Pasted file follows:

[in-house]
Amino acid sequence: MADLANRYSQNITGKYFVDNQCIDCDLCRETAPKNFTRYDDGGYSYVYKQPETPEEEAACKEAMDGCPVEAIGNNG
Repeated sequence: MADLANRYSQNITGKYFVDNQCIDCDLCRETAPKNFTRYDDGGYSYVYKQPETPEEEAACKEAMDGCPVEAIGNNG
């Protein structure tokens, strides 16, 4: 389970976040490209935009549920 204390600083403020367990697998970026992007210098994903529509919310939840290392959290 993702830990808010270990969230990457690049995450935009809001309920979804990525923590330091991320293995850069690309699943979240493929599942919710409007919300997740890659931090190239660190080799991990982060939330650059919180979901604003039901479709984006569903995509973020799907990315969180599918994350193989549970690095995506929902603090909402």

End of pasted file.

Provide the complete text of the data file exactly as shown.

[in-house]
Amino acid sequence: MADLANRYSQNITGKYFVDNQCIDCDLCRETAPKNFTRYDDGGYSYVYKQPETPEEEAACKEAMDGCPVEAIGNNG
Repeated sequence: MADLANRYSQNITGKYFVDNQCIDCDLCRETAPKNFTRYDDGGYSYVYKQPETPEEEAACKEAMDGCPVEAIGNNG
């Protein structure tokens, strides 16, 4: 389970976040490209935009549920 204390600083403020367990697998970026992007210098994903529509919310939840290392959290 993702830990808010270990969230990457690049995450935009809001309920979804990525923590330091991320293995850069690309699943979240493929599942919710409007919300997740890659931090190239660190080799991990982060939330650059919180979901604003039901479709984006569903995509973020799907990315969180599918994350193989549970690095995506929902603090909402």